Tales of Arise, the evolution of the combat system in the Tales series

Tales of Arise, the evolution of the combat system in the Tales series

Tales of Arise

If you've read our review of Tales of Arise, then you'll know that the fighting has been a lot of fun for us, but this shouldn't surprise anyone familiar with the Bandai Namco series: the real-time action combat system has always been one of its strengths. , although it has undergone numerous transformations over the course of these twenty-six years. In this special we want to retrace the history of the Linear Motion Battle System in the parent series, excluding the spin-offs Radiant Mythology and the like, to try to understand how we got to the spectacular battles of Tales of Arise and what we could expect in the future from the next Tales.

The origins of the LMBS

Tales of Arise, the boost Assault by Rinwell and Law The very first Tales dates back to 1995: it was precisely that Tales of Phantasia for SNES, with its innovative Linear Motion Battle System, to inaugurate an action drift for a very popular genre in Japan, less so in the rest of the world, which until then had remained strongly anchored to turn-based combat. The player could only control the protagonist Cress, while the other party members were entrusted to artificial intelligence. At the time, there were no combos and Cress could attack with the sword, or use different Arts depending on whether he was far or close to the target: the party and the enemies move in the same 2D plane, to the right or to the left, and the game assumes this way. the look of some kind of scrolling fighting game every time a random match is triggered. It must be said that this first prototype of the LMBS was not entirely in real time: every time a party member cast a spell, the fight would pause until the animation was completed so as not to stress the 16-bit hardware.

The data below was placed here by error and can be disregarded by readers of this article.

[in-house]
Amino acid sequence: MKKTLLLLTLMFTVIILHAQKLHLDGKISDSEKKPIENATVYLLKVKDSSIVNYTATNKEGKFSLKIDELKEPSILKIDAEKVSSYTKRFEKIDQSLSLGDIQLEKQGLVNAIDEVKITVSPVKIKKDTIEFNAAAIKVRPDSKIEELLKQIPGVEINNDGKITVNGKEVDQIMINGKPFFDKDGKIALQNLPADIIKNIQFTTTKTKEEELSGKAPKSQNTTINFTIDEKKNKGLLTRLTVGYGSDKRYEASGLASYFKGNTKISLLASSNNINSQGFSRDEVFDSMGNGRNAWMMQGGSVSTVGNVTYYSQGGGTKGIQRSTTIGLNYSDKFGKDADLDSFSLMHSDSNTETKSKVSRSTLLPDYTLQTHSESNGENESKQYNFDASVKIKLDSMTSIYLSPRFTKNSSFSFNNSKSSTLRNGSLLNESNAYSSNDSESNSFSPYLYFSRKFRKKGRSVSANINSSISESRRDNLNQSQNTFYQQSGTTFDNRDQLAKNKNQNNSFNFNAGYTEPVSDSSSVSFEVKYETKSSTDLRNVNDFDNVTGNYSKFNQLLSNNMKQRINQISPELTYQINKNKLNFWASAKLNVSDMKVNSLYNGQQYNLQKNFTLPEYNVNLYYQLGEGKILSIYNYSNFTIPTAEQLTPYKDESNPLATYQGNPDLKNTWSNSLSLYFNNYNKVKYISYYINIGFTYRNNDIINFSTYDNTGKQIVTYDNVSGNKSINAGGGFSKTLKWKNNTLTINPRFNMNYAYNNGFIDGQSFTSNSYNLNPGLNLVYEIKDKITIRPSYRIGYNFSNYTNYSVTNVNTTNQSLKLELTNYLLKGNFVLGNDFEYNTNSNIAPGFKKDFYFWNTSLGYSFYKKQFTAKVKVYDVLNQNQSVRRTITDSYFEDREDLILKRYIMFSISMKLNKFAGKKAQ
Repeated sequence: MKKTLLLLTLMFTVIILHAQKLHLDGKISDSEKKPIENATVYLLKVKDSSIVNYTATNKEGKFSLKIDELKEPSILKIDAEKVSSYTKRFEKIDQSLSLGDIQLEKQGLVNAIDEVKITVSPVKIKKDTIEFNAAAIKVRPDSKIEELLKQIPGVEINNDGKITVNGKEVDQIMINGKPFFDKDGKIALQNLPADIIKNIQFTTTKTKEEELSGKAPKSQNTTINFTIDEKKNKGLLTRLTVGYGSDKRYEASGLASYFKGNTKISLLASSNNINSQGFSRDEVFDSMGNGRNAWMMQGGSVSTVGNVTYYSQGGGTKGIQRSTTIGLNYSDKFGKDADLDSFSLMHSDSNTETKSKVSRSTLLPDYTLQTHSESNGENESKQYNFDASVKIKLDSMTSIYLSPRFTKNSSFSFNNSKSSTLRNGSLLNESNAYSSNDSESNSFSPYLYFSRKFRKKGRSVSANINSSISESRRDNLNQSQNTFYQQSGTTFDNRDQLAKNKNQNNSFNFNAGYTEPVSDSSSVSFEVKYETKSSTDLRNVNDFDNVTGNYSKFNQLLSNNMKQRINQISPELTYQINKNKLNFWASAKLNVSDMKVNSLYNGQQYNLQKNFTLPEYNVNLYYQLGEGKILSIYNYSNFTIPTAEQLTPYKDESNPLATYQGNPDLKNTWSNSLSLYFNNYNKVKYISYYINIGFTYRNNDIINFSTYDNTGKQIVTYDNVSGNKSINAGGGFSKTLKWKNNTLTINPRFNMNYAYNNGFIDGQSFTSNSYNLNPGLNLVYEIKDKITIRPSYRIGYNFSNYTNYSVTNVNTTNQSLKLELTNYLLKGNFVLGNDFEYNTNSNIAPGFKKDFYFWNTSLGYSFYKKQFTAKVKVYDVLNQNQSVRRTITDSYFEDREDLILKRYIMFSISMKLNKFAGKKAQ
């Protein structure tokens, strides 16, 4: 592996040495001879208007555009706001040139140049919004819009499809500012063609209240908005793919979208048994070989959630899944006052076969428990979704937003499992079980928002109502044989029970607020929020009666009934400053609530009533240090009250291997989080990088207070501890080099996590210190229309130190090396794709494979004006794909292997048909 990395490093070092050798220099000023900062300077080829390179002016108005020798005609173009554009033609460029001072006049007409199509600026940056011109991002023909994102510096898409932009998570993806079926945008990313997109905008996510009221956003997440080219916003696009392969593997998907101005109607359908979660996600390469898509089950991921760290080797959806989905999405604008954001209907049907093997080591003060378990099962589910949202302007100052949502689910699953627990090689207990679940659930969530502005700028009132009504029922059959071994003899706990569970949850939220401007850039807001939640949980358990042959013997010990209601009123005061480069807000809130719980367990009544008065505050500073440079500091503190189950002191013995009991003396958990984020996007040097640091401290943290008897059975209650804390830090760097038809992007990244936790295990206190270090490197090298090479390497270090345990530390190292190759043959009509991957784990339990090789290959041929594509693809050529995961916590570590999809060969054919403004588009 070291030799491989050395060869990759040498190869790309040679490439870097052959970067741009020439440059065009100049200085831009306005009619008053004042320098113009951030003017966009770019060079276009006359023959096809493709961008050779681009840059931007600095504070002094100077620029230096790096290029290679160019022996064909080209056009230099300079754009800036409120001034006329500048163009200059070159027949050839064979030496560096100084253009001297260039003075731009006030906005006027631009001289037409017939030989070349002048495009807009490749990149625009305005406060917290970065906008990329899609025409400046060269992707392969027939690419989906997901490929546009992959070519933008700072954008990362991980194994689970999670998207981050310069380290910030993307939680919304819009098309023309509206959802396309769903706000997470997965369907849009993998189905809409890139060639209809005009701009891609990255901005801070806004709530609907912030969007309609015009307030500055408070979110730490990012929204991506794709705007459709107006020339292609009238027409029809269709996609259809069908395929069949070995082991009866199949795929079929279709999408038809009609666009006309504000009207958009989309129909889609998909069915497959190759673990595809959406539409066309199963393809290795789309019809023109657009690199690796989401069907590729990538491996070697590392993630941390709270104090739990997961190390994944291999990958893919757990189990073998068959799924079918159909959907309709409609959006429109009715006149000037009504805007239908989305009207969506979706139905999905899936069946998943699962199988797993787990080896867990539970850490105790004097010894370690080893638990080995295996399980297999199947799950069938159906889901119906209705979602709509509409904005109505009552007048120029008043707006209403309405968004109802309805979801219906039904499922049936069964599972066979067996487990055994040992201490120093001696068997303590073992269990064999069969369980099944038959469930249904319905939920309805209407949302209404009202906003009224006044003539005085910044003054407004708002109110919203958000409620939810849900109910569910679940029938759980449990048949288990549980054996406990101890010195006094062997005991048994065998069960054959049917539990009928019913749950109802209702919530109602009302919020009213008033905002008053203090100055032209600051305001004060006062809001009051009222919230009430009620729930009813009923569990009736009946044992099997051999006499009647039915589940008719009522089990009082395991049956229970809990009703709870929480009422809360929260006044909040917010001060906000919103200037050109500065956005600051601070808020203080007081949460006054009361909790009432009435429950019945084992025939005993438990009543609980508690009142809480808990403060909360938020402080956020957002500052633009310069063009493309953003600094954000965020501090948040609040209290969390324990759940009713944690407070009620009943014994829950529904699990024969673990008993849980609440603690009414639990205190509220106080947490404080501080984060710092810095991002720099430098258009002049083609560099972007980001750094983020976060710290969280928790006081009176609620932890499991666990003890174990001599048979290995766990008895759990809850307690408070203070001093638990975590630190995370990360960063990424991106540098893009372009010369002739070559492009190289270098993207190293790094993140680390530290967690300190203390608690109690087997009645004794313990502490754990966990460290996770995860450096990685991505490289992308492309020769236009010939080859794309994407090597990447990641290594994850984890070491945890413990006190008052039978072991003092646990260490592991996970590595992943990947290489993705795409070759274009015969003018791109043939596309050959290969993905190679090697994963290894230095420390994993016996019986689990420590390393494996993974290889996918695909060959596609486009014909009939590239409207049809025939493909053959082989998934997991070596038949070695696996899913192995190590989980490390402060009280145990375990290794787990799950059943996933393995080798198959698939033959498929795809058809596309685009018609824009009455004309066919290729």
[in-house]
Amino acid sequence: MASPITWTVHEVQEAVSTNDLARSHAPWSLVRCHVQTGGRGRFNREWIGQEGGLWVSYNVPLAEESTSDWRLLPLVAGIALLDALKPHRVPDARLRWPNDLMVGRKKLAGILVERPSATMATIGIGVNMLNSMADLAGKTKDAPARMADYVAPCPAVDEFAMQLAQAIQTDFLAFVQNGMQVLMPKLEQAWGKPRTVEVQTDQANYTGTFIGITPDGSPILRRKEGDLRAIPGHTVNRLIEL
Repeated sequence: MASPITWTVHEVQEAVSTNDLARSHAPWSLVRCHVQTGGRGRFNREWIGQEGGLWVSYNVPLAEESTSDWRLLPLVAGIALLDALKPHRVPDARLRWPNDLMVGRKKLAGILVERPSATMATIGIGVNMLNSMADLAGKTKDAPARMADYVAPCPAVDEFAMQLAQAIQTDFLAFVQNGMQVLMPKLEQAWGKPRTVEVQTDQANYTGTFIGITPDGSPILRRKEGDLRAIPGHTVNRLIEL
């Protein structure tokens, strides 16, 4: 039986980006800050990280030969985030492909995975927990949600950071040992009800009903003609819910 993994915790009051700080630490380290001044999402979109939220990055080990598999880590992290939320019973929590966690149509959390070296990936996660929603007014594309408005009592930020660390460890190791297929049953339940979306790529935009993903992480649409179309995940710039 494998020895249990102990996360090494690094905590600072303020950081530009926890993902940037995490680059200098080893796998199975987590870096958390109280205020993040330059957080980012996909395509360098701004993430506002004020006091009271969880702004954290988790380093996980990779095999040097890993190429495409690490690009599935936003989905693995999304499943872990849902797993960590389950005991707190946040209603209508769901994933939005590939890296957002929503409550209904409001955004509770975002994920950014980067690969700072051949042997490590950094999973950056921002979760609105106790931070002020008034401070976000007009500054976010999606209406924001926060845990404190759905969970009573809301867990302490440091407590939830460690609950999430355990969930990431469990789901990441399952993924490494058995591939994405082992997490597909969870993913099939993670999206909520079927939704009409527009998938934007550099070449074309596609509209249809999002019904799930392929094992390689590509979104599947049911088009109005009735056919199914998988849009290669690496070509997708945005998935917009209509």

Tales of Arise review: Another step toward the future of JRPGs

Tales of Arise review: Another step toward the future of JRPGs

MSRP $60.00

“Tales of Arise a great step toward the JRPG's evolution and a must-play for fans of the genre.”


  • Excellent combat
  • Fun characters
  • Strong themes
  • Beautiful visuals
  • Fun twists on the genre
  • So far, 2021 has been a great year for the Japanese role-playing game genre , and Tales of Arise only adds to a strong lineup. When I played a demo of it earlier this year, I was left wanting to explore more of the combat, characters, and story. The finished product delivers on the game’s promise and then some.

    Tales of Arise is the newest entry in Bandai Namco’s long-running JRPG franchise known as the “Tales of” series. However, Arise is a unique turning point, adopting a completely new combat style and seemingly benefiting from a bigger budget (if visuals are anything to go by). That fresh feeling was palpable throughout my playthrough, reminding me of classic blockbuster JRPGs from days of yore. While the story is nothing too groundbreaking, the characters, gameplay, visuals, and themes of race and freedom carried me on a high throughout my entire adventure with the game’s standout cast of characters.

    This is one of those JRPGs that entertains from start to finish, and a title that no fan of the genre will want to skip out on.

    Weighty themes